Saturday, March 22, 2014

Hardening Off

Before you move your plants to their permanent location, you should harden them off. That means gradually acclimating them to the outdoors. They've been protected all of their lives and if you were to just throw them outside without preparing them, they may die and all your hard work would be for naught. Your plants have had pretty constant temperatures and light and a sudden change could have drastic consequences.

Before taking them outside, check their size. If you started your seeds in a flat they are most likely ready for a bigger container. Carefully loosen them from their present home and move them to a bigger one. Now  is usually  a good time to add some organic fertilizer. Give them a gentle watering and let them get accustomed to their new digs for a couple days. Once you can see that they have adjusted well, it's time to start the hardening off process. To begin, I take mine out for an hour at the warmest part of the afternoon. Make sure they are sheltered from any harsh winds or rains. The next day, extend their time outdoors for an extra half an hour. Keep up this routine until the temperatures outside are ideal for your particular plant. Once the danger of frost is past, it is safe to plant them in your garden.

Tuesday, March 11, 2014


Composting is the process in which waste is recycled into nutrient rich soil. It has been referred to as "Black Gold" because of how very valuable it is when you add it to your lawn or garden. When your garden is rich in nutrients there is no need for synthetic fertilizers. You are naturally amending the soil and that is good for the Earth and for the health of your family.

What can you compost? From your kitchen you can use leftover produce, coffee grounds, egg shells and tea bags. Fresh grass clippings from your yard are great as well. These items will provide nitrogen. When you compost these you are reusing cooking waste and reducing landfill refuse. Food left to rot in landfills produces methane, a toxic greenhouse gas. The Environmental Protection Agency states that as much as 30% of garbage taken to landfills could be composted.

You also will want to add "brown" waste to your compost pile. This includes paper, cardboard, straw, leaves and small twigs.  These provide carbon, which is essential in the breaking down of all the ingredients into the humus you want. Basically, you want a ratio of 3 parts brown to 1 part green.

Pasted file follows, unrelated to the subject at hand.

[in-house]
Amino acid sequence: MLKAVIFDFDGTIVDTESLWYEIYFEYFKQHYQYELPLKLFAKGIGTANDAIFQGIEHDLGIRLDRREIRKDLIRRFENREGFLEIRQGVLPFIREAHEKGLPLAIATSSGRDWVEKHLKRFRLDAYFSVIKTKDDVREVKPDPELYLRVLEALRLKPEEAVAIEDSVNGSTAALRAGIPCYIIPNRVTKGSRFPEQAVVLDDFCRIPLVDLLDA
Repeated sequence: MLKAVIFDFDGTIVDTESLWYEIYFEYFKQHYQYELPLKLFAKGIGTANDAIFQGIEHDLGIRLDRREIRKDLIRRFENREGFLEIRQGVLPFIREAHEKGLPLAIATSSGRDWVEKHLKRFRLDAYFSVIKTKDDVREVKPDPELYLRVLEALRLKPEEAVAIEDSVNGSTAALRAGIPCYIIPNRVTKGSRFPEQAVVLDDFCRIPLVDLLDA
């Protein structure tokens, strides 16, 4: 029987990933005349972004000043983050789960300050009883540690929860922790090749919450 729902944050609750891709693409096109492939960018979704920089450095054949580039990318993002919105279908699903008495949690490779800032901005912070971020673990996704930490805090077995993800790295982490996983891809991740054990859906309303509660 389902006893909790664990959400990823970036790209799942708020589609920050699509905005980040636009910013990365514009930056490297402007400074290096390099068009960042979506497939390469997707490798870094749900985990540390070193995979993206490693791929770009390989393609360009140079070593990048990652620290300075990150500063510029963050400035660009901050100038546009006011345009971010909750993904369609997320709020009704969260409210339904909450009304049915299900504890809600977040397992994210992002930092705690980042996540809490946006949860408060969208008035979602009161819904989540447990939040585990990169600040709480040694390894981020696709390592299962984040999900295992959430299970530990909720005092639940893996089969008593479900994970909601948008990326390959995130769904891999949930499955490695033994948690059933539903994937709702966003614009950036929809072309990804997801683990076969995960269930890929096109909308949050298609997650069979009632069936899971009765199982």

You'll need to choose something to keep your kitchen waste in until you can get it outside. You can use an empty coffee tin or any container with a lid. Another alternative is to purchase a bin that is designed to hold your compost. I have one that is so cute, it sits on my counter right beside my stand mixer! It comes with a carbon air filter that absorbs odors. I bought mine from World Market.

You'll also to have choose a method of containing your compost outside. It's best if it is enclosed but it is possible to just have a pile in your yard. You can get one ready made at Home Depot like I did or your can build one yourself out of wood.

To have a successful compost pile you must do several things. Place small twigs on the bottom of your heap to provide drainage and air circulation. Alternate layers of "green" (waste that provides nitrogen) and "brown" (waste that provides carbon). Water the mix and cover. You'll want to keep it moist and you will need to turn the mixture every so often to aid in the breakdown of the materials. The smaller the pieces are, the faster they will decompose. It's ready when it's dark in color and there are no chunks of the materials you added. Be patient and keep at it! It takes time to produce your black gold but in the end you will be rewarded with a rich soil amendment that will give you an abundant garden.

Tuesday, March 4, 2014

Seedling Care

So you've planted your seeds indoors and put them in a warm place to germinate. You check the water level every day to make sure the soil does not dry out. One morning you take a peek and there they are! Your precious seedlings have sprouted. Congratulations! Now is the time to rejoice. You've successfully completed step one on your journey to growing a bountiful garden. 

 Next, you need to provide your little babies with sunlight. You can place them in a south facing window or put them under fluorescent lights. Whichever you choose, make sure your sprouts are growing up straight. If they start to lean to one side, move the container around so that light is equally distributed around the plants. Sometimes I'll even move them to the back of my car if it's a really bright day. The greenhouse effect inside your vehicle gives them tons of toasty light.

Continue to monitor the water level carefully. You never want the soil to dry out but you also want to make sure you don't over water. Both are detrimental to your young plants! Watering from the bottom is a safe method to make sure they're getting the right amount of moisture. Place your containers on a tray or baking sheet and pour water into the bottom. Your plants will soak up what they need through the holes in the bottom of their containers. 

Following these steps each day will help your seedlings develop and mature into hardy plants that will soon be ready for the outdoors.